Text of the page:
An audit trail can provide valuable information for reporting purposes. Remember, reports are not just for business people. Incident investigation, for example, can involve looking further into the database and transaction activity. Pulling the timeline together may require looking at a particular transaction and how the data has changed from end-to-end. A report showing changes to records, especially reference data, might be very useful for Service Delivery. A complete audit trail can often help with this by identifying which records have changed and who or what changed them. Knowing who or what changed (or created) a record generally means adding columns to the database tables, such as:
The columns act much like a "file explorer" in that you can see when a file was last modified and by whom. The drawback is that the application needs to update the columns, which presents a couple of challenges:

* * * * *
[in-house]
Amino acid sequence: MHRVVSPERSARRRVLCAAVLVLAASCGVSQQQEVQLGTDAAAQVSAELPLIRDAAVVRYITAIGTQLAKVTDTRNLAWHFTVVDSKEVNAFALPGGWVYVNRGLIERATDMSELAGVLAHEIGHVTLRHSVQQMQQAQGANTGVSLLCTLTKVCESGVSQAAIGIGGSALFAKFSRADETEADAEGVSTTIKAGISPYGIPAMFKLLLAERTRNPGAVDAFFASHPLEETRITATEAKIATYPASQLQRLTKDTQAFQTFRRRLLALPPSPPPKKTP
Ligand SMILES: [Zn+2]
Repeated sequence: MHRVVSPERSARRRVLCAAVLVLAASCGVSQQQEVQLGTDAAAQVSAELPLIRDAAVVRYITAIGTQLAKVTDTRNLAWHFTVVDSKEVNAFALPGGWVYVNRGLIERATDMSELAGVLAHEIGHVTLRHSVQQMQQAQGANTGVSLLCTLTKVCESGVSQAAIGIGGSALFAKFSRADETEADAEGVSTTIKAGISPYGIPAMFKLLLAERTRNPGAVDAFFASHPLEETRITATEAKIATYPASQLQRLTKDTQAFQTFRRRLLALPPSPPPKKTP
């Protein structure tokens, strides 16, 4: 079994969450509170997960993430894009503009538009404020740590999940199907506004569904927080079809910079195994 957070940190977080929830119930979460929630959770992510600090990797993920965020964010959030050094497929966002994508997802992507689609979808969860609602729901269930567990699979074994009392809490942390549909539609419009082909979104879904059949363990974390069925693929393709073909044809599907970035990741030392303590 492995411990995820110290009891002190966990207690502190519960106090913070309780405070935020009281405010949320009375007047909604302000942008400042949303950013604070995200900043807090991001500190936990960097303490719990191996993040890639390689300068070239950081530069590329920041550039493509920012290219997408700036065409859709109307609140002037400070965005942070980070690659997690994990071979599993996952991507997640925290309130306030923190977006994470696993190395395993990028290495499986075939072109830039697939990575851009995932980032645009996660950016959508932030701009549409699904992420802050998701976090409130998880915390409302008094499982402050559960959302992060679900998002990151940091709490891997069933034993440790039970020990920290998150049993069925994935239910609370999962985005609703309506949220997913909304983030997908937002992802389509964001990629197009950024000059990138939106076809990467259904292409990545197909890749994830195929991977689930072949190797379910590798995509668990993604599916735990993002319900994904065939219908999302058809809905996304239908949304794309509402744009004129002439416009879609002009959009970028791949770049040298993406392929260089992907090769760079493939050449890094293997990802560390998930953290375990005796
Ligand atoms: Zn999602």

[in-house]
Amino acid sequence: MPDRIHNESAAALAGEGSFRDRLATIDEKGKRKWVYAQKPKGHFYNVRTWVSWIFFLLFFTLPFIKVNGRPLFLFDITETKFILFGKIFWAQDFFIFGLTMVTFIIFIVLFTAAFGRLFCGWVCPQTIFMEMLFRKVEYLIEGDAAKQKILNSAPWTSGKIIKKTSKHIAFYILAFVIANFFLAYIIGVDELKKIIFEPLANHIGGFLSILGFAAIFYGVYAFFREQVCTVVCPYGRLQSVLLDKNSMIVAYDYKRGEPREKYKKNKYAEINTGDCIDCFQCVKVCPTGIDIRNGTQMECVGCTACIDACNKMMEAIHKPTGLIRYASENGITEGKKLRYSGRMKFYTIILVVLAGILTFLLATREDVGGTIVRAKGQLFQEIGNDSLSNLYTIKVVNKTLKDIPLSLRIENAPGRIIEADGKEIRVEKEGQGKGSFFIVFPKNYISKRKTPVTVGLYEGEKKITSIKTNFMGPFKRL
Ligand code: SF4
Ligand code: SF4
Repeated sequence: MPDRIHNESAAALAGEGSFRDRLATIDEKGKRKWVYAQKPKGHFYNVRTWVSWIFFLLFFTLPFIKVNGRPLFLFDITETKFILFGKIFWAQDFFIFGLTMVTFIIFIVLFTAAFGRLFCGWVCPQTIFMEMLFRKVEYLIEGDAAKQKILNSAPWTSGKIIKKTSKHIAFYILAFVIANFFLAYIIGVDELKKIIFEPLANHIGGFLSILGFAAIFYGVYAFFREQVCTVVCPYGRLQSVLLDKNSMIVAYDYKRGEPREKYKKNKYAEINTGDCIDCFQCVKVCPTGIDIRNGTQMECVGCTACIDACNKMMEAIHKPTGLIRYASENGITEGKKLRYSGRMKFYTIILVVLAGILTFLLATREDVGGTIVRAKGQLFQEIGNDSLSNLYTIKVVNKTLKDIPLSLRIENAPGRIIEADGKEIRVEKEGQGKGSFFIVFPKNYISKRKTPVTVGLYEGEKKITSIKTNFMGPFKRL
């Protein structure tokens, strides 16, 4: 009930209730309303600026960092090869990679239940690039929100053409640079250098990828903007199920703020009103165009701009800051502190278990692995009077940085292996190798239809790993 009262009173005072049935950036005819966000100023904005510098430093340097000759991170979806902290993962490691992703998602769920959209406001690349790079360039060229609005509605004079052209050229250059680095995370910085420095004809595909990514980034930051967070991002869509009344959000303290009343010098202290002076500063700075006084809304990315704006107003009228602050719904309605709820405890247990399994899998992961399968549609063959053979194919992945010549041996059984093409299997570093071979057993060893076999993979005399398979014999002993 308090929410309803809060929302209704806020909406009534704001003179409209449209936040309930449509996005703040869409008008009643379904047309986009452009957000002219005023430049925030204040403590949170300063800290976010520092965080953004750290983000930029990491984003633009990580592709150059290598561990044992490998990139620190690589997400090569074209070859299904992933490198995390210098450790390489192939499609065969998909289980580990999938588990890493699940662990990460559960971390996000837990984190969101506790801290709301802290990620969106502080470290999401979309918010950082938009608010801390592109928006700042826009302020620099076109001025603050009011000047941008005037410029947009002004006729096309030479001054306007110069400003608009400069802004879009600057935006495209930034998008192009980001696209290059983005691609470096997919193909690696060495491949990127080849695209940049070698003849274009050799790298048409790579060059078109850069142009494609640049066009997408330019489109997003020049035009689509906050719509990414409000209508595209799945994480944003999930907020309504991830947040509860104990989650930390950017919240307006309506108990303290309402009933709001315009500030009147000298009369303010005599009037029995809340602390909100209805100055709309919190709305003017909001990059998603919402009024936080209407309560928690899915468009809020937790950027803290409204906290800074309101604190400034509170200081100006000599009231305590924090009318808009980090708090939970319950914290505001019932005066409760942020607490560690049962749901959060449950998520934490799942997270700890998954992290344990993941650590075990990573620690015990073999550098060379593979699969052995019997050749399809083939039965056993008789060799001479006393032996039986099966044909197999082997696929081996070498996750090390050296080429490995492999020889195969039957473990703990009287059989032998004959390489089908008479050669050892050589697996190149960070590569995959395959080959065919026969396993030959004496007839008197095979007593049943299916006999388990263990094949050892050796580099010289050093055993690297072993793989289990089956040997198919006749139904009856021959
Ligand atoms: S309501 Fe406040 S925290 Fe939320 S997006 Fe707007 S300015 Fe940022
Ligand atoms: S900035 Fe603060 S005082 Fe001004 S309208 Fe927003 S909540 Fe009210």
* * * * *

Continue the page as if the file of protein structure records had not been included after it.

What should the "By" columns contain? When a user triggers an action, the "By" column would normally contain that user's username or unique identifier. However, other processes and people are operating on the database records as well, such as batch processes and the operational staff. Ideally, the values should represent exactly who or what updated (or created) the record. In the case of a system-generated update, the value really should be a unique process identifier, ...